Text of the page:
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Women Everywhere Can Benefit From This Facebook Change

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Last week, we praised Instagram for its new support tools, which allow you to take action when you see a friend post something concerning. This week, Facebook, Instagram's parent company, is launching something similarly important: a new Safety Centre and expanded Bullying Prevention Hub.

In Facebook's revamped Safety Centre, you'll find tips on how to report abusive and harmful posts, tools to help you understand and control who is seeing what you post, and advice on how to improve your account security and conduct privacy checkups.

"People come to Facebook to share some of their most important moments in life," said Antigone Davis, Facebook's head of global safety, in a blog post about the launch. "We've built the Safety Centre to help people control their experience on our platform and feel safe being themselves."
Photo: Courtesy Facebook.
While Facebook's Safety Centre has been around for a while, it hasn't always been very easy to navigate and has largely gone unnoticed (and unused). But it serves an important purpose: When you're posting personal photos and information, keeping tabs on what is available to the public — and preventing hackers from gaining access — is more critical than ever before. This new centre not only makes it simpler to see the tools available to you, it has also been expanded to over 50 languages, with step-by-step videos that walk you through keeping your account secure.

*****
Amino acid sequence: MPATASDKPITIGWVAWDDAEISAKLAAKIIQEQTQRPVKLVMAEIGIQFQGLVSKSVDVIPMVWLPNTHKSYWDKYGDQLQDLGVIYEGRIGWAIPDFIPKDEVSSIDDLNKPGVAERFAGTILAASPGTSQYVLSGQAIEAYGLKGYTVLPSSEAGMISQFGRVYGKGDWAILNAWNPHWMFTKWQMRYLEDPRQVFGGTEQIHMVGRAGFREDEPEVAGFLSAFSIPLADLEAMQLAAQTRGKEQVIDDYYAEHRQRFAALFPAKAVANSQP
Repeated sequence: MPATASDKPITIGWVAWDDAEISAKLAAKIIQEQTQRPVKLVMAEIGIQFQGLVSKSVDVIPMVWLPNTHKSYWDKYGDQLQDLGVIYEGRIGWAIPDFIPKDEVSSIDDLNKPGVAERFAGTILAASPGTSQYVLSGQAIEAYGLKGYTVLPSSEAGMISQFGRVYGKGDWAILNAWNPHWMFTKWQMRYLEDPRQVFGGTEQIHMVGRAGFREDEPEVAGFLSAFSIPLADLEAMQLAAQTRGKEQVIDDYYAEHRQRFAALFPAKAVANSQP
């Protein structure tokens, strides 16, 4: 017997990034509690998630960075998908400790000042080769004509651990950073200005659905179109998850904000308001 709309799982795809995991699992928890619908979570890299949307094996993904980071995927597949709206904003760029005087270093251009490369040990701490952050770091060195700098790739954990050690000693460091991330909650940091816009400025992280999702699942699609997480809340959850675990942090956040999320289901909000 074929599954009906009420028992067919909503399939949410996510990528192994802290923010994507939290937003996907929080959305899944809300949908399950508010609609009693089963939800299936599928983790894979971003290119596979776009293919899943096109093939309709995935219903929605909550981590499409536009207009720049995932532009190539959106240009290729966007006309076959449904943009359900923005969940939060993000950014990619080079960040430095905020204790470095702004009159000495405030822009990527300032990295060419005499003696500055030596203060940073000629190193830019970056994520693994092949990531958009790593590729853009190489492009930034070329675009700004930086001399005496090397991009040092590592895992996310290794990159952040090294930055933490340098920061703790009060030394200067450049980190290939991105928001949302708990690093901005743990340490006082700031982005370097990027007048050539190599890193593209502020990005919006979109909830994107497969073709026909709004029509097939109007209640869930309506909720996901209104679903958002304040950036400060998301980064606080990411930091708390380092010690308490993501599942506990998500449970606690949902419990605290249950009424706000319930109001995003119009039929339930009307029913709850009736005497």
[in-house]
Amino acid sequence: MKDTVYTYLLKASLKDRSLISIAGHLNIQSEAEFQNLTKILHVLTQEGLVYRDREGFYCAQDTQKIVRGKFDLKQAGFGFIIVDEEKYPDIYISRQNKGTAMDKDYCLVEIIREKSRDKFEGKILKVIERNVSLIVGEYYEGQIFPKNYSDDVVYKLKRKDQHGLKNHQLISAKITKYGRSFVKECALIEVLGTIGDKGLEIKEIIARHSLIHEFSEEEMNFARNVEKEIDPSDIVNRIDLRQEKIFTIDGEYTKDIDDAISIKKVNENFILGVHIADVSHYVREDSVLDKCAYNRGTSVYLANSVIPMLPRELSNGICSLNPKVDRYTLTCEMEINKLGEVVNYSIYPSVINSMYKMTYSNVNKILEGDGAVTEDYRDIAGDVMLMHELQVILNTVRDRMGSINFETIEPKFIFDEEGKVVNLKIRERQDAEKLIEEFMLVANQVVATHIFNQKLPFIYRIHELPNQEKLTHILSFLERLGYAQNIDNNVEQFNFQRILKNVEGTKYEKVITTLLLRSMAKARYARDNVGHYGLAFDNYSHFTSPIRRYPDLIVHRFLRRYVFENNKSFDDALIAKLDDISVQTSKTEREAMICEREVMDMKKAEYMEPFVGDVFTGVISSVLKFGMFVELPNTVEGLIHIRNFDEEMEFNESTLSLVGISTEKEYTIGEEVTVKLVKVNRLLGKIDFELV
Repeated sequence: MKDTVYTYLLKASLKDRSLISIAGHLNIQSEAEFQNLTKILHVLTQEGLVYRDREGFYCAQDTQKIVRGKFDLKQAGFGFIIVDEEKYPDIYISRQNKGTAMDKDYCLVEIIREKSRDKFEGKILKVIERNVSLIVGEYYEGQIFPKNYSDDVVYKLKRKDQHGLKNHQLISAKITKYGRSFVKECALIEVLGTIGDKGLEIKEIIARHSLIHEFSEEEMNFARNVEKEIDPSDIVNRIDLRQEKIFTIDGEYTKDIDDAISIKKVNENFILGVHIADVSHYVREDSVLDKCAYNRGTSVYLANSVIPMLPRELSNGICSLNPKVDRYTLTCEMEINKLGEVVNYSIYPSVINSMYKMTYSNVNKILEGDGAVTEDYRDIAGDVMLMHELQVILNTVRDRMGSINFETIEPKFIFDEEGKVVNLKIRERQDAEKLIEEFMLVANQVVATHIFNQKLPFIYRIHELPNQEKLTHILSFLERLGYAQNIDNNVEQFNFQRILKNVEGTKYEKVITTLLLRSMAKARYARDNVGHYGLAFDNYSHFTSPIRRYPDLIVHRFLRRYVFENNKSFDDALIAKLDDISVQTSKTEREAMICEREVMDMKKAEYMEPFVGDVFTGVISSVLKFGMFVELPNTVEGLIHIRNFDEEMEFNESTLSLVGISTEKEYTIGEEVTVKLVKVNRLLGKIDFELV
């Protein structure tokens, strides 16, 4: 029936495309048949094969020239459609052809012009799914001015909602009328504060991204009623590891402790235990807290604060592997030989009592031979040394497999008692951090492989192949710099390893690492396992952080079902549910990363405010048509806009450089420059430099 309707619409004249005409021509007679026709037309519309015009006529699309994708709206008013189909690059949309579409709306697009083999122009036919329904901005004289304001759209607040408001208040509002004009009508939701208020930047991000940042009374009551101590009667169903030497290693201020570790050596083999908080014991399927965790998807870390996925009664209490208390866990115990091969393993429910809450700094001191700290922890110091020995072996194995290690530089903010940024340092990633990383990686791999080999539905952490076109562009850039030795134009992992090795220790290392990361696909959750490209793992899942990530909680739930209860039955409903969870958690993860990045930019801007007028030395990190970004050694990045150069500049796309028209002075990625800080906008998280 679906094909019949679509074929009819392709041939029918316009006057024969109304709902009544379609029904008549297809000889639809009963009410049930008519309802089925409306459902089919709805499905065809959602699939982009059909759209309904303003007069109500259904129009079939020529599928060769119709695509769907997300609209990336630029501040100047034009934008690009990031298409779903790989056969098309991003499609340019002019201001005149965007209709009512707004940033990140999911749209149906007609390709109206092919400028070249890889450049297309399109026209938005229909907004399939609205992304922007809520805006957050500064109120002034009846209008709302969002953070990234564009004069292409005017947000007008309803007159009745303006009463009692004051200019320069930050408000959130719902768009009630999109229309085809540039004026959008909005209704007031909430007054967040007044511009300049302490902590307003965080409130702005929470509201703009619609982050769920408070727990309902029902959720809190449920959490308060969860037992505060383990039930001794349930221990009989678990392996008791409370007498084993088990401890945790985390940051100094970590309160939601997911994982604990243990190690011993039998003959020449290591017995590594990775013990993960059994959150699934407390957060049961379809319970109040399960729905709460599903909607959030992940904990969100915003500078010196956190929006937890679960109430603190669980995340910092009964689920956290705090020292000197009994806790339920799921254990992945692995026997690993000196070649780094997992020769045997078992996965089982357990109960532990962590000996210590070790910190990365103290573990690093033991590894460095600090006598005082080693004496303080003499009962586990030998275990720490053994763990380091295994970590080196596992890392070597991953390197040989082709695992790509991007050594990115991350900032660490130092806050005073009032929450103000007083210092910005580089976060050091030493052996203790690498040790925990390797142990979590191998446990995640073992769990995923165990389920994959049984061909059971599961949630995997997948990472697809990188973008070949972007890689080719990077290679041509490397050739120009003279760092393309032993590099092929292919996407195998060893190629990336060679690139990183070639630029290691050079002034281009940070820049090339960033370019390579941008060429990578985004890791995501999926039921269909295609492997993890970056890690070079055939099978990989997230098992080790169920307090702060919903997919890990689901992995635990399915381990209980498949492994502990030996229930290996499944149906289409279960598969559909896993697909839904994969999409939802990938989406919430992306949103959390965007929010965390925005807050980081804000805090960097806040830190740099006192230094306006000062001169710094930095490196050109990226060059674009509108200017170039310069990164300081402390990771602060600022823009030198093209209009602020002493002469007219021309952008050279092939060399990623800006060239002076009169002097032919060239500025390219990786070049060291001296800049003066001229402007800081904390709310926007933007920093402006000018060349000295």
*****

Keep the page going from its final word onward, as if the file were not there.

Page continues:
The Bullying Prevention Hub, which lives within the Safety Centre, was created back in 2013 in partnership with the Yale Centre for Emotional Intelligence. But today, Facebook announced that this hub is now available in more than 55 languages, with more than 50 new partners worldwide supporting the platform's culturally aware and relevant bullying prevention tools. In particular, this should be helpful for teenage girls — and any women who face discriminatory treatment online, regardless of their language or background.
"When we first launched the Bullying Prevention Hub, our goal was to bridge the gap between offline and online," Davis told Refinery29. "For example, if a student experiences bullying, they can report it to us and we’ll take [that post] down. We also offer tools to control who you interact with or reach out [to] for help. But if someone is being bullied, it’s probably not just a problem on Facebook, and we wanted to help solve the broader problem, too."

That's where those worldwide partnerships (like the one with the Yale Centre for Emotional Intelligence) come into play, Davis said.

These tools, and others offered within Facebook's Safety Centre, won't eliminate the issue of online bullies, trolls, and hackers. But it should help us better deal with those problems in a timely, effective, and sensitive way — online and off.
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